Images can be powerful. Arguably, this one of Pope Francis making an unscheduled visit to the Separation Wall in Bethlehem is just such an image. While the Israeli government claims it is for security, the facts tell a different story. The Wall has been widely criticized due to its carving up of Palestinian ancestral lands and has made life a living hell for the tens of thousands of people who must traverse its dehumanizing checkpoints to get to school, or the hospital, or to their own olive groves.
It is fatally easy to be cynical in this day and age. It is easy to be suspicious of every act taken, however symbolic, of a powerful religious or political figure. But one has to question whether such cynicism is warranted in every instance.
The Pope represents worldwide Catholicism, and there is much to be criticized about the institution of the Catholic Church from its horrendous record of child abuse and subsequent cover-ups, or its egregious stance on women’s and LGBTQ rights, or its bloody and cruel history. But there are millions of devout Catholics around the world who struggle for peace and justice. And there are nuns, priests and brothers who are persecuted and even killed for the stands they take to protect indigenous peoples from exploitation and ethnic cleansing. I have been fortunate to have known some of them.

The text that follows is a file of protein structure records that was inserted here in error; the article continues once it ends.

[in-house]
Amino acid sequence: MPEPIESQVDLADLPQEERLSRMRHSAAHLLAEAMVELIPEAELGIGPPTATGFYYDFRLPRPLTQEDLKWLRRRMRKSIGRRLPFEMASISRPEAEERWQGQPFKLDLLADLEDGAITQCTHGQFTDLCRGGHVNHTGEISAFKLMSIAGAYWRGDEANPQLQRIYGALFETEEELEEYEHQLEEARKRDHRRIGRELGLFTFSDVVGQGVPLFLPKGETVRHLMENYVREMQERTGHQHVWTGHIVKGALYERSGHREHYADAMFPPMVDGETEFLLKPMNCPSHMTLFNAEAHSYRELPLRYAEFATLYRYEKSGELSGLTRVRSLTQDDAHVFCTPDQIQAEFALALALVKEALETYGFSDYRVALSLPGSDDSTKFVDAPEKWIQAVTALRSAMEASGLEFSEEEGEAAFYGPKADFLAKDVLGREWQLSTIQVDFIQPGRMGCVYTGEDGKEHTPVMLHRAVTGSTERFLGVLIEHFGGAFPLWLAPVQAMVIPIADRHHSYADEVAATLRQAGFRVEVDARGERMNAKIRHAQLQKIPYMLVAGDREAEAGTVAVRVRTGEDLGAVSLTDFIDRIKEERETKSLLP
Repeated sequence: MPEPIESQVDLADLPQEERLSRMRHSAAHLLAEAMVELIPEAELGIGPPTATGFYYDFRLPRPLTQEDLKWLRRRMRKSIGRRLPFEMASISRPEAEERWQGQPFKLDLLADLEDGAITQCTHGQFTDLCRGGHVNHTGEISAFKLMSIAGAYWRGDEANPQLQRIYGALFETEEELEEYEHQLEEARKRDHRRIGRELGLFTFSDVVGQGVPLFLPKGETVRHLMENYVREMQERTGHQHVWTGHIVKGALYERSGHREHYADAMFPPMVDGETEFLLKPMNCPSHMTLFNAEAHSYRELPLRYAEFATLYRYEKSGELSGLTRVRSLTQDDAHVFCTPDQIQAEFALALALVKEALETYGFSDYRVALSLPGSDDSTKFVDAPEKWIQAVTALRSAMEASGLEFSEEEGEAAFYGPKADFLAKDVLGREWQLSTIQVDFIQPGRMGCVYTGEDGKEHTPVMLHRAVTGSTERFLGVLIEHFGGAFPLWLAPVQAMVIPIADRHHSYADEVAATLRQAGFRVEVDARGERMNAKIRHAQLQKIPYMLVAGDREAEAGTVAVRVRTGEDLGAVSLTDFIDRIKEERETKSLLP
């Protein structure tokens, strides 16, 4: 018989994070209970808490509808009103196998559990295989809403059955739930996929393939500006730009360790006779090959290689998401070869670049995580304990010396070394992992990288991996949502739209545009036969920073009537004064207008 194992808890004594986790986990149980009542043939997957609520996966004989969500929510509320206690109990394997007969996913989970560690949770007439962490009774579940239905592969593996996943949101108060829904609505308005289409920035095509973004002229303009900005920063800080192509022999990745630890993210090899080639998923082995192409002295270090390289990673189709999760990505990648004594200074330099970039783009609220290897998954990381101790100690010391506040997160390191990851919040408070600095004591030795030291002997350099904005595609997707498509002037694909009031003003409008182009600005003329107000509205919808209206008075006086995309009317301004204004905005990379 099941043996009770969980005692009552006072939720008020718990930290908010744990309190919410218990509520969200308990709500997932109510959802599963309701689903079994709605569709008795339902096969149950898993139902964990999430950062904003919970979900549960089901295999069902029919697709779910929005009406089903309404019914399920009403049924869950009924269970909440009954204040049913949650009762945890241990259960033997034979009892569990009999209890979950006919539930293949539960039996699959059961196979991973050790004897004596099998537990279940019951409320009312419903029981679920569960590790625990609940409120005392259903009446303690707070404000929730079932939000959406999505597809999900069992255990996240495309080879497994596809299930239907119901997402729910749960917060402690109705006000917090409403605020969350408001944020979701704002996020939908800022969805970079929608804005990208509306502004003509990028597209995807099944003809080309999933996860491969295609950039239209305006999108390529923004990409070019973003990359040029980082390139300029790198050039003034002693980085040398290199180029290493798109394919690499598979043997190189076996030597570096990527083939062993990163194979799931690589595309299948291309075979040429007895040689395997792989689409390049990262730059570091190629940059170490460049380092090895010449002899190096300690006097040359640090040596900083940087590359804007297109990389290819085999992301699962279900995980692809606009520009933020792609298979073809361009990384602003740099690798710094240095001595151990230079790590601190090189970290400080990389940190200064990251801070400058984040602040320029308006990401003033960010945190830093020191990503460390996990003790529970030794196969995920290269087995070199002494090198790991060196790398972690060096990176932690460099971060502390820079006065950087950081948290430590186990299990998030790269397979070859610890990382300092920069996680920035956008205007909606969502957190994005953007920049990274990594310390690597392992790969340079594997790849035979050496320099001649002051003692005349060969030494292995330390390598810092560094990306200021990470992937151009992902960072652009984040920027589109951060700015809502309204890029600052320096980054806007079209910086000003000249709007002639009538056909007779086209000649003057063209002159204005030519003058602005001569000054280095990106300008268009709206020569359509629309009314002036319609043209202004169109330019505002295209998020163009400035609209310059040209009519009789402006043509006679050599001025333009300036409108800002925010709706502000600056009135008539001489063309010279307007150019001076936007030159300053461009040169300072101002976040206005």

This action taken by Pope Francis can be taken as an empty gesture; but I will choose to check my cynicism at the door this time. If this image can shed even a small amount of attention to the plight of the Palestinians, if it can open up the hearts and minds of people, regardless of their religion or lack there of, to the universality of human rights, if it can show that this ancient land is home to all who live there, be they Jewish or Arab, or if it can lead, even slightly, to the demolition of this wall instead of houses, then it is a worthwhile, welcome and beneficial gesture to be lauded.
Kenn Orphan 2014
(image courtesy of the International Middle East Media Center)